Gold typically only occupies .25-.50 of a percent of the overall investment matrix in the United States.  In the scenario of a recession, if a mere 20% of investors allocate a new 5% of their assets towards gold holdings, that will increase the overall share of gold in the investment matrix to 1.25-1.5%.  That massive inflow of demand for gold would absolutely skyrocket the price of the precious metal.

Ideally we would return to the gold standard unless we can reverse losses in the value of the US dollar.  The media pundits tell you it’s a relic of the past but that’s absolutely unfounded.  So many misconceptions surround gold standard and it’s stability as a store of value helped ensure the advancement of the United States economy to unprecedented heights unseen by any other economy in history.  If we were to return to gold standard, it would obviously need to be set at the proper price given the amount of gold available and the increase in currency over time.  That price would be anywhere between 10,000 to 50,000 per ounce of gold depending upon which monetary supply level you choose.  100% gold-backing would set a price of 50,000 dollars per ounce.  Unfortunately (and fortunately for gold investors), it doesn’t look like we’re anywhere near reversing the dollar’s decline.  As dollar liabilities increase each year with our growing national debt, accelerated by the Fed’s Q.E. binge, inflation has run rampant.  As the Fed attempts to increase interest rates, interest payments will only increase on national debt, not to mention the challenge of unwinding the Fed’s 4.5 billion in bond holdings.  The future is bright for gold and it’s only a matter of time before it’s value is appreciated once again by savers and working Americans in general.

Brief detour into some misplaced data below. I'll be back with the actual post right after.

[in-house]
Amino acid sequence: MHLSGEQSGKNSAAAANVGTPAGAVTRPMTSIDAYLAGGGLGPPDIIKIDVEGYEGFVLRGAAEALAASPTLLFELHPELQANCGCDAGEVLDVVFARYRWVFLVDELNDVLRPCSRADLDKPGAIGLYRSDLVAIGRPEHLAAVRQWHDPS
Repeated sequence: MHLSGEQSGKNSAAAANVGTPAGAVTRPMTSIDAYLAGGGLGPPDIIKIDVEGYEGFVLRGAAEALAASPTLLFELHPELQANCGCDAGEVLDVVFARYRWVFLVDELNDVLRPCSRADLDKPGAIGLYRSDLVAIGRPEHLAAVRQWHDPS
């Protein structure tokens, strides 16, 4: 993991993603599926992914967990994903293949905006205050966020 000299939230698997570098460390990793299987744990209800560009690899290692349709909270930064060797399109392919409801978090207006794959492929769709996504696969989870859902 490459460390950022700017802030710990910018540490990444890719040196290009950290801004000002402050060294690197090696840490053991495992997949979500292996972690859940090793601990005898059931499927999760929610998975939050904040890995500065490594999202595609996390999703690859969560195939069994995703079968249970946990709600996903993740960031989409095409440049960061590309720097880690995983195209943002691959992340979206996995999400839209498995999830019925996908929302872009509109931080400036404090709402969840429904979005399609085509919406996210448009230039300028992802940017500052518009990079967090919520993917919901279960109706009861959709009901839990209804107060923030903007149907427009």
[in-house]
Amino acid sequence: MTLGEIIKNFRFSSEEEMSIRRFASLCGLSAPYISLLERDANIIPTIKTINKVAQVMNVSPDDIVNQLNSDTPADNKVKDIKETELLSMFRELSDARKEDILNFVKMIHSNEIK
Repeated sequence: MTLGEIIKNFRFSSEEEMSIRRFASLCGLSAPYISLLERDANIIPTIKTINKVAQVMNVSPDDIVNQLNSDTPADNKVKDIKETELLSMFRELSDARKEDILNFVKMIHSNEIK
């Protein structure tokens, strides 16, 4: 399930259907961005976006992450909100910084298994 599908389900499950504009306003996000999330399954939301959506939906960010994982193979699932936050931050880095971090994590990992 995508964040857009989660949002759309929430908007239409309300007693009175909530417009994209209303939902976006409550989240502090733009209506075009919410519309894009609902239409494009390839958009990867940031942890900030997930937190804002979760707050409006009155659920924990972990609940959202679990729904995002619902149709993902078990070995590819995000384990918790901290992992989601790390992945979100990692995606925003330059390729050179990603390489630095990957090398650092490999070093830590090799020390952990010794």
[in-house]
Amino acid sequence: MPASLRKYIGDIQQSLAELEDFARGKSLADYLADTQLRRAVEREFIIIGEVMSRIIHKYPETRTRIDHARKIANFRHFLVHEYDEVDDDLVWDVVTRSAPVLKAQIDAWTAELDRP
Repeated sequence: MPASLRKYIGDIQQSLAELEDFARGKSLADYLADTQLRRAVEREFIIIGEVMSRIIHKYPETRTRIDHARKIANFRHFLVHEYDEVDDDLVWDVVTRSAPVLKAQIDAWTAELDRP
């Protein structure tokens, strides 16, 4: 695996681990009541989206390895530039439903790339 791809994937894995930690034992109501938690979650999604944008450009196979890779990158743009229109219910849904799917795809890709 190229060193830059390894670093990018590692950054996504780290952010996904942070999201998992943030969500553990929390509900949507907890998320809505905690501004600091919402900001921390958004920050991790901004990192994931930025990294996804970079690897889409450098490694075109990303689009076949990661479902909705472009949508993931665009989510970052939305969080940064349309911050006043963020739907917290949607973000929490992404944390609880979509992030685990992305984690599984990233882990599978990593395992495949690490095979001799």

Trump must pop the debt bubble

It is imperative for Trump to pop this toxic economic bubble once and for all.  Our cultural discourse is at a critical cliff at the present.  Nearly half of the country feels that socialism is the best direction for this country and it has been driven by Keynesian academics that GDP growth requires inflation and interventionist forces:

-more government spending

-more tax increases to ease our growing national debt and unfunded liabilities

– more low interest rate policy that will eventually end in a Japan-like scenario where negative interest rates are used to pay off the national debt.

This is simply catastrophic.

Austrian economics is unparalleled in its consistency.  It is the only school of economic thought in which price signals are truly understood.  Prices simply adapt to new environments.  Natural deflation is consistent with capitalism itself and always makes living affordable for human beings.  Wages should never have to rise to keep up with inflation because inflation is an interventionist policy that results in an unsustainable system.  This is directly at odds with our move towards automation.  When automation is implemented properly it should result in far greater productive efficiency.  However, when paired with an inflationary environment automation is catastrophic as it creates competition with increasing wages due to inflationary pressure.